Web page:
Solid Gold

In 2014, Lori and Eric Lochtefeld purchased the 32,000-square-foot downtown Monterey landmark for just under $4 million.

I’ve still got it,” Patti Smith told the packed house at the Golden State Theatre back in 2012. The punk rocker’s rare acoustic birthday tribute show to John Lennon, featured excerpts from the multi-talent’s memoir Just Kids alongside thoughts on culture and fashion and selections from Lennon’s catalog, including “Oh Yoko.” While the music was acoustic, Smith’s punk edge was intact.

With audience members shouting requests, she replied, “Fuck you, you’re not going to get that.” Smith did bust out fan faves “Pissing in a River” and “Because the Night.”

The Golden State Theatre’s 90-year history is flush with indelible moments like that. The past decade alone overflows with brilliant performances from a barrage of music luminaries: Brian Wilson, B.B. King, Bob Weir, Joan Baez, KRS-One, Willie Nelson, Glen Campbell, Old Crow Medicine Show, Lyle Lovett, Mumford & Sons, Philip Glass, Merle Haggard, Band of Horses, Randy Newman and, most recently, Dr. John among them.

The aesthetic of the building helps yield such greatness from performers. The theater’s vibrant muqarnas, arches and decorative tile work represent the trademark architectural intricacies of the Reid Brothers, also known for designing San Francisco’s Fairmont Hotel.

Shortly after the announcement that Lori and Eric Lochtefeld purchased the GST in 2014, the couple began to grasp the depth of the community’s relationship with the theater.

“I had people come up to me on the street crying,” Eric said. “They had their first date there, their first cigarette there, and you realize over time what a responsibility it is to the community.”

On Monday, the six-day Golden State Theatre 90th Anniversary Celebration kicks off with a free showing of Citizen Kane followed by a free Monterey County Pops performance on Tuesday.

On Wednesday, Grammy Award-winning singer-songwriter Michael McDonald (Steely Dan, The Doobie Brothers) returns. Meanwhile, Thursday’s Local Band Night is a free four-band showcase that includes psych prog-rockers Strawberry Girls, free-spirit jammers Valley Soul, pop-punk outfit The Bloody Kerouacs and indie rockers the Cowboy Starr Project.

On Friday, Aug. 5, Micky Dolenz and Peter Tork, original members of The Monkees, will bring their multimedia spectacle The Monkees – Good Times: The 50th Anniversary Tour to GST. And Saturday, Aug. 6, the Alvarado Street Block Party takes the celebrating outside.

In the meantime, here are five of GST’s top musical memories of recent years:

Etta James (2007)

Along with a dynamic voice, the late great Etta James delivered some of her quintessential on-stage raunchiness, with suggestive tongue action and backside thrusting lining her entertaining GST set. The legendary blues vocalist seamlessly worked through her catalog of hits, including “I Just Want to Make Love to You” and her sentimental “At Last” (the most popular wedding song of all-time).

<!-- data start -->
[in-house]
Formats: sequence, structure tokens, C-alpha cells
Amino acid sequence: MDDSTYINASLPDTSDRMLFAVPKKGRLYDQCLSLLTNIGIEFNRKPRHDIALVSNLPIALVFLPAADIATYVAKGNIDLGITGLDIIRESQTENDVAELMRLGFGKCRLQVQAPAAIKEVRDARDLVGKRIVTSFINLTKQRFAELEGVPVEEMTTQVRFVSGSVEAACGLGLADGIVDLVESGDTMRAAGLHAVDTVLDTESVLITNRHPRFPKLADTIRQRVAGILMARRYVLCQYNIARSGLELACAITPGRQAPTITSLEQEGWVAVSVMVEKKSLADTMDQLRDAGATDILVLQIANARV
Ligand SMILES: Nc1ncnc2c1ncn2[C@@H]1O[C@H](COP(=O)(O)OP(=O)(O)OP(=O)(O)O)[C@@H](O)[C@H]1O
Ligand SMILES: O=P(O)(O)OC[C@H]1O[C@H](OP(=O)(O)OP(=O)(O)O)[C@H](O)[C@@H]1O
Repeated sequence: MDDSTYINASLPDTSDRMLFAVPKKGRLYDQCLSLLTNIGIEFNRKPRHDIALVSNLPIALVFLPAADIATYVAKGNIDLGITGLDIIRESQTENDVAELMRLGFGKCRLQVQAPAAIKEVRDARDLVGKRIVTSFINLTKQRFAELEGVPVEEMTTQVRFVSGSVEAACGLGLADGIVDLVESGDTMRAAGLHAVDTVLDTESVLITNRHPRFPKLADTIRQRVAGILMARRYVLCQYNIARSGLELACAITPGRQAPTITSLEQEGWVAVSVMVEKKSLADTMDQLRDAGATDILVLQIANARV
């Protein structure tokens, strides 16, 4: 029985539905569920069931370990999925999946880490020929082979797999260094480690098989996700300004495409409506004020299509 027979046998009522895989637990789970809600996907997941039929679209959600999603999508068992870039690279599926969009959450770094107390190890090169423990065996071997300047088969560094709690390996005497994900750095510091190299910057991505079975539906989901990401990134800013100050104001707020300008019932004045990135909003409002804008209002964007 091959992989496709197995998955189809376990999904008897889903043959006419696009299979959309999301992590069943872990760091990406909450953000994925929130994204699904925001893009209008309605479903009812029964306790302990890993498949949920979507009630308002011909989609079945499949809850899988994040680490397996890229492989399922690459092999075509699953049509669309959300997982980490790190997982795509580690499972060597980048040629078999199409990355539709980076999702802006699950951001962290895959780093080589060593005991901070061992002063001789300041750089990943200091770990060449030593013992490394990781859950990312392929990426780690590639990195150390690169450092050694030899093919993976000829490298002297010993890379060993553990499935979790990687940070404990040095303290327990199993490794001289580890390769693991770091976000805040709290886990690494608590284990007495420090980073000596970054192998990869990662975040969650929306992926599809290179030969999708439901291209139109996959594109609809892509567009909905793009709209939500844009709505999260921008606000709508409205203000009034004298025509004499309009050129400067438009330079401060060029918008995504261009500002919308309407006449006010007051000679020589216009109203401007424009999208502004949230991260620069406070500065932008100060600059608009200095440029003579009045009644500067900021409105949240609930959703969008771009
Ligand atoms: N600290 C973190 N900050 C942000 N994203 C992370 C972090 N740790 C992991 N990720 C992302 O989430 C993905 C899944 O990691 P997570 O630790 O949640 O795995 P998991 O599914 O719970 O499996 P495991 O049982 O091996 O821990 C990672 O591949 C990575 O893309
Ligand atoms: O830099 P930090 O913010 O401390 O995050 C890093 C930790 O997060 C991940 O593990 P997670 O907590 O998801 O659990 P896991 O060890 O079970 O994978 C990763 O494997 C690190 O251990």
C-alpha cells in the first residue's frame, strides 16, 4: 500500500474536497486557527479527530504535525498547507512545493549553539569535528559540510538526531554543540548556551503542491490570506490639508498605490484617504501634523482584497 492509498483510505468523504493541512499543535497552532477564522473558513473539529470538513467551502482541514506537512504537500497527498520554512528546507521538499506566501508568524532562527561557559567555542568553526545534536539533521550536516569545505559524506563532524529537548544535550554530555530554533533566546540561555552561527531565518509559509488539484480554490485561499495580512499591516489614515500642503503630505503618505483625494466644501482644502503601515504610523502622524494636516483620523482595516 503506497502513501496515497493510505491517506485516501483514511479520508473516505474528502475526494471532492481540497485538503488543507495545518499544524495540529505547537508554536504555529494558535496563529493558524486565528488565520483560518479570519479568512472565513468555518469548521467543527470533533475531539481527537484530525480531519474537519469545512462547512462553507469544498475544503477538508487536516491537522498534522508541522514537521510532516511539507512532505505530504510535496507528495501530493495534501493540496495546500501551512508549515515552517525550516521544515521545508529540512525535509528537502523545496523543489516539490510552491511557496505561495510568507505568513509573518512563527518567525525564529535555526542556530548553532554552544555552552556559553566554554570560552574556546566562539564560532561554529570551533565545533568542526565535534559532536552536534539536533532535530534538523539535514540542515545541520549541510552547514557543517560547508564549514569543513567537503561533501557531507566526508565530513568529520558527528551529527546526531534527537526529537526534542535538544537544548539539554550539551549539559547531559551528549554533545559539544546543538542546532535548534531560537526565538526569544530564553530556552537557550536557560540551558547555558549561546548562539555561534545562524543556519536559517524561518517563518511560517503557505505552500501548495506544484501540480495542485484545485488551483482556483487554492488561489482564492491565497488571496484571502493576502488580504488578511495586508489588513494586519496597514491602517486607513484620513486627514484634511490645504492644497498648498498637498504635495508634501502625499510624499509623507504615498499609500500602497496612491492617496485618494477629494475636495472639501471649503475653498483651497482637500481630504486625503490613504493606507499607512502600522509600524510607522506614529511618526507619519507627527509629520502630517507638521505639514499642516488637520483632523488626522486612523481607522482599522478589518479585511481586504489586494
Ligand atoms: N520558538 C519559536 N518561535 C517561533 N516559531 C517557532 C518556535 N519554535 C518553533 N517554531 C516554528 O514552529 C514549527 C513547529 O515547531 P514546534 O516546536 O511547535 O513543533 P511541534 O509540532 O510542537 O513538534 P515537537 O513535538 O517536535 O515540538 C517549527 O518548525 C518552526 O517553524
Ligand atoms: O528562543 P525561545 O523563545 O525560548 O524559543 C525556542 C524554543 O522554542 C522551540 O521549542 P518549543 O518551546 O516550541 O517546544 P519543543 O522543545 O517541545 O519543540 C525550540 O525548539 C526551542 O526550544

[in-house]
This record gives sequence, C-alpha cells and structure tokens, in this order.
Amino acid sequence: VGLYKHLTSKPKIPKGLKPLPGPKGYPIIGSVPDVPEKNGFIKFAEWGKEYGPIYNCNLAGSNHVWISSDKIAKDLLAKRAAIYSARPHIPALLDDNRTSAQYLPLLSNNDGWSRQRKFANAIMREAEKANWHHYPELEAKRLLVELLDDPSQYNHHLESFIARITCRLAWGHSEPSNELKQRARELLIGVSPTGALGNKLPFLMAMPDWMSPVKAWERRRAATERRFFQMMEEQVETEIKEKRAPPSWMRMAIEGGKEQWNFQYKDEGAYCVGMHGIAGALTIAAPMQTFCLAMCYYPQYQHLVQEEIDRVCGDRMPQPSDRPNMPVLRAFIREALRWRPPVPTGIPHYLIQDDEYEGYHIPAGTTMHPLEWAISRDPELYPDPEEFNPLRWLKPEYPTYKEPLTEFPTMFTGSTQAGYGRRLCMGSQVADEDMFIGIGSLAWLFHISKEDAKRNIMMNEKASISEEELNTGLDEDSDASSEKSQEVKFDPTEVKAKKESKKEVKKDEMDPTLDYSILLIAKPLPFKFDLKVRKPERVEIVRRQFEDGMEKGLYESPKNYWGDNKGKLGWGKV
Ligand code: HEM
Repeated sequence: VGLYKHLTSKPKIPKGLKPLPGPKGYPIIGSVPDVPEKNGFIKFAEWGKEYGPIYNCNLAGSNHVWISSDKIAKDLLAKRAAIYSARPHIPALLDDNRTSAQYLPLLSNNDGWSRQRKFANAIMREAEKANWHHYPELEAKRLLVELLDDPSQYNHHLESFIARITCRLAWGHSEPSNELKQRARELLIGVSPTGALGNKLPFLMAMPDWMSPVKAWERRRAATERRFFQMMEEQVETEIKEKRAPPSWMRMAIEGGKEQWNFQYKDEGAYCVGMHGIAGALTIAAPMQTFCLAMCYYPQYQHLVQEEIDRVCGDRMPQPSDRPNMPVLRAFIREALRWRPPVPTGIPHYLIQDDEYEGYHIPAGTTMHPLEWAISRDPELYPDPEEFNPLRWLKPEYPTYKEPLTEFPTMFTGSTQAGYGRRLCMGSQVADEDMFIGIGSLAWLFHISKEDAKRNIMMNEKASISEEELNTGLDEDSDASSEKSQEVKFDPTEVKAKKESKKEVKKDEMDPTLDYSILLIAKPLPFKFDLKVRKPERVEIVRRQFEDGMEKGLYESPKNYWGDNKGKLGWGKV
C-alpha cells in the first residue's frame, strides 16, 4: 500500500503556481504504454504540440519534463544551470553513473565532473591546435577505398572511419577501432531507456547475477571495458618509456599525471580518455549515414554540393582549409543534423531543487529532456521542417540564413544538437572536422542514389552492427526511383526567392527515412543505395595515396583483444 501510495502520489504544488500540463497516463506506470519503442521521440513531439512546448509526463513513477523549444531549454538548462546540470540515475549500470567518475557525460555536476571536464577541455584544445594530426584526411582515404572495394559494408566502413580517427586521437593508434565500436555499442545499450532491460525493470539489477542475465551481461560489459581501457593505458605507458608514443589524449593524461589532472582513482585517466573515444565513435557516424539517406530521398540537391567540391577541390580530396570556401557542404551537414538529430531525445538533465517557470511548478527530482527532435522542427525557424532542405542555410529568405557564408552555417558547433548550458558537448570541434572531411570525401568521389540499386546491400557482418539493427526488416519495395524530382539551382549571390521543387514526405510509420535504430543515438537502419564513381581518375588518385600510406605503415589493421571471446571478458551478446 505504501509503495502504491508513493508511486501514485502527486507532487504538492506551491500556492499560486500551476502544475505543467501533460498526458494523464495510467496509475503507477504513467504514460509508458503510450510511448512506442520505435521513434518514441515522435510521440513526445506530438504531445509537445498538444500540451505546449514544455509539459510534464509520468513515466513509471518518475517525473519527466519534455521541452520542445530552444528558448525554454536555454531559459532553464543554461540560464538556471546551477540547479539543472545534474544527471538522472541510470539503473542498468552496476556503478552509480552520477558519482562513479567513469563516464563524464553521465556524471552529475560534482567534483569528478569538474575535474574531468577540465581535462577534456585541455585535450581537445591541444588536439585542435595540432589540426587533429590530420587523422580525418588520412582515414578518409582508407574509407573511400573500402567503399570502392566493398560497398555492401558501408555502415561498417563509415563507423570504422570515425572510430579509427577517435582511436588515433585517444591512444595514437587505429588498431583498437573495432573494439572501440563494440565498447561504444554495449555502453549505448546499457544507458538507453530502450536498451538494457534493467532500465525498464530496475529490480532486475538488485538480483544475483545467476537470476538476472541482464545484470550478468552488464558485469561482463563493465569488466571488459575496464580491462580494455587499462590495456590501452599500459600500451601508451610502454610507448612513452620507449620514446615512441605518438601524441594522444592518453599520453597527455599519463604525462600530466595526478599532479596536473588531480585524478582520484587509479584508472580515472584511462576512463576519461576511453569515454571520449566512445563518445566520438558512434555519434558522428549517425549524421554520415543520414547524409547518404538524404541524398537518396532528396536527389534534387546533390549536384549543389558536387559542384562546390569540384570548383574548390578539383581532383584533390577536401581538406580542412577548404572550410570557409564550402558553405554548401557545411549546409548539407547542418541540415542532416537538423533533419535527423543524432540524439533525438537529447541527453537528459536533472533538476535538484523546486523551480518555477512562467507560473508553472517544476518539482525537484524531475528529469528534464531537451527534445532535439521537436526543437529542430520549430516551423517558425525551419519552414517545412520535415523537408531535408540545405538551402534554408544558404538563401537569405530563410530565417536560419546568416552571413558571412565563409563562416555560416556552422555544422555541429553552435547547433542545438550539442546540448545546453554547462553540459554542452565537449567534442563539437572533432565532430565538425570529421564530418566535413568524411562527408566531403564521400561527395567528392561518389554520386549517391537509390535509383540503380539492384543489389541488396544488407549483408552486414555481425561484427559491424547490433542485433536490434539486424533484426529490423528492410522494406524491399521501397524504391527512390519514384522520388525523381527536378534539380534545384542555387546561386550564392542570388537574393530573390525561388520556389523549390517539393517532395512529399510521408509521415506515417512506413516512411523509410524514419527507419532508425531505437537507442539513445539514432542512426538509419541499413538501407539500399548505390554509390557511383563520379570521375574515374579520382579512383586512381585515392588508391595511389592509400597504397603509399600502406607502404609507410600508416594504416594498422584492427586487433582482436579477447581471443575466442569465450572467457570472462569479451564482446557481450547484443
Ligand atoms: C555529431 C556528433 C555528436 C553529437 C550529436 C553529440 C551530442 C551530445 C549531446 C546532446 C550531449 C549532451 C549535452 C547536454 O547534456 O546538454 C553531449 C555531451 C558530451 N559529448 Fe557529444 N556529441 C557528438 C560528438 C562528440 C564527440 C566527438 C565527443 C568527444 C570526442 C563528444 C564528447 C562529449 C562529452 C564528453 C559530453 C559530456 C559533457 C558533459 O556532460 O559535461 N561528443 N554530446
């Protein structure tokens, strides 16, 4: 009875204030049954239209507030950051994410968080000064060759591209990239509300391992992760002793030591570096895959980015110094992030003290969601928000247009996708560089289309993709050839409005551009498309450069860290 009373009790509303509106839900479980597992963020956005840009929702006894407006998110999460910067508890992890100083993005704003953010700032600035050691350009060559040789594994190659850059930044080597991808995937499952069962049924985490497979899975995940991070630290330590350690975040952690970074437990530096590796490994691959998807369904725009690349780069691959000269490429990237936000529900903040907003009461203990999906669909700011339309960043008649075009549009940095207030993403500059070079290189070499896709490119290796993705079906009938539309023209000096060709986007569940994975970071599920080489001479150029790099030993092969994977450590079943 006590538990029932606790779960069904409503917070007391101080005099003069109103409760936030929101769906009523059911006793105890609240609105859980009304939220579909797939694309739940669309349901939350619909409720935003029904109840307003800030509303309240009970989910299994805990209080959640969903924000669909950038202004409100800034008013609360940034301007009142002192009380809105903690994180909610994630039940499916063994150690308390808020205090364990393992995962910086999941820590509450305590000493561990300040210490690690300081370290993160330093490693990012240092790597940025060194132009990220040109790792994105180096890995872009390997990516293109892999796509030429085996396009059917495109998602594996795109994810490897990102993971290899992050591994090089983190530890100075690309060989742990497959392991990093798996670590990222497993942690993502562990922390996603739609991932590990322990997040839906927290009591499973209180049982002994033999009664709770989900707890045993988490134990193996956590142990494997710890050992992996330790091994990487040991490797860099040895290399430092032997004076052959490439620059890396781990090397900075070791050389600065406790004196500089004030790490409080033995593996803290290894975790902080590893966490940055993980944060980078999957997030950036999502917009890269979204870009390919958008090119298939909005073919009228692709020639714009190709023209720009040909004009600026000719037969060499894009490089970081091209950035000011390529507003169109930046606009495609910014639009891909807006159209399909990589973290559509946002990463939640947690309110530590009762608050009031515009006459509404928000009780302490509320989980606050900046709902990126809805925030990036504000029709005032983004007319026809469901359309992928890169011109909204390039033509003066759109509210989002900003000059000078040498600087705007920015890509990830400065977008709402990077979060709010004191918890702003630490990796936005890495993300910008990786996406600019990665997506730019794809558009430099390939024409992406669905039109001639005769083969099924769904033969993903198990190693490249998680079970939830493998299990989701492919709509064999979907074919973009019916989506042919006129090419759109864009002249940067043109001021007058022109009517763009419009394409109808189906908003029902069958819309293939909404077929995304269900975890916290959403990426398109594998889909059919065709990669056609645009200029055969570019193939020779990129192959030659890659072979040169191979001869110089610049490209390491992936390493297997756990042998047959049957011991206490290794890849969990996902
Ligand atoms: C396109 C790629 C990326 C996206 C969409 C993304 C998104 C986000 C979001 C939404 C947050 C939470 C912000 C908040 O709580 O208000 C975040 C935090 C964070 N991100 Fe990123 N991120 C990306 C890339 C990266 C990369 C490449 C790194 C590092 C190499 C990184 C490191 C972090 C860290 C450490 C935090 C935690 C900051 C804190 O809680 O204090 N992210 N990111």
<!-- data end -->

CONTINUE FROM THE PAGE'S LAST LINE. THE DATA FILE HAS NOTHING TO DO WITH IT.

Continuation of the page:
Weird Al Yankovic (2007)

It wasn’t enough for the most renowned song satirist ever to perform his beloved alternate takes on some of pop music’s biggest hits. He became the characters. From the Segway-riding geek in “White and Nerdy” to the angst-ridden wastoid who leads “Smells Like Nirvana,” Weird Al required a costume change before every song. And he transformed GST into his own personal funhouse, complete with confetti explosions that had enough velocity to reach the balcony.

John Prine (2012)

The then-66-year-old consummate singer-songwriter led his band through a three-hour program. Wearing his signature all-black getup, Prine wove classic nostalgia (“Angel From Montgomery”) with somber anti-war ballads (“Sam Stone.”) Prine returns later this year.

How to Destroy Angels (2013)

Trent Reznor’s arsenal of laserbeams, glittery trails and 16-foot LED wall blended with the fluid electronica layered in dramatic dissonance. The Nine Inch Nails frontman’s atmospheric electronica side-project How to Destroy Angels, which also features his wife Mariqueen Maandig, longtime collaborator Atticus Ross and Rob Sheridan, is a visually intoxicating spectacle.

Darlene Love (2014)

Rock and Roll Hall of Famer Darlene Love delivered a pair of soulful 45-minute sets punctuated by industry stories and gratitude to the audience. “Every time I’m on stage, my desire is to make you happy,” Love professed to the sell-crowd. GST was one of several shows Love performed on a summer tour that followed the 2013 Oscar-winning documentary, 20 Feet From Stardom, which made the world fall hard for Love, who had humbly spent decades singing backup on some of rock and roll’s most iconic tunes, including the Stones’ “Gimme Shelter.” Highlights included a Roberta Flack medley that kicked off with “Killing Her Softly,” a Marvin Gaye medley featuring “What’s Going On” and “Ain’t No Mountain High Enough” and The Crystals’ early ’60s gem, “Da Doo Ron Ron.”

GOLDEN STATE THEATRE 90TH ANNIVERSARY 8pm Monday-Saturday, Aug. 1-6. 417 Alvarado St., Monterey.
  • 8pm Monday, Aug. 1 Citizen Kane. Free;
  • 8pm Tuesday, Aug. 2 Monterey County Pops. Free.
  • 8pm Wednesday, Aug. 3 Michael McDonald. $49-$97;
  • 8pm Thursday, Aug. 4 Local Band Night. Free;
  • 8pm Friday, Aug. 5 The Monkees . $53-$97 (VIP packages $137, $385);
  • Saturday, Aug. 6 Alvarado Street Block Party. Free.

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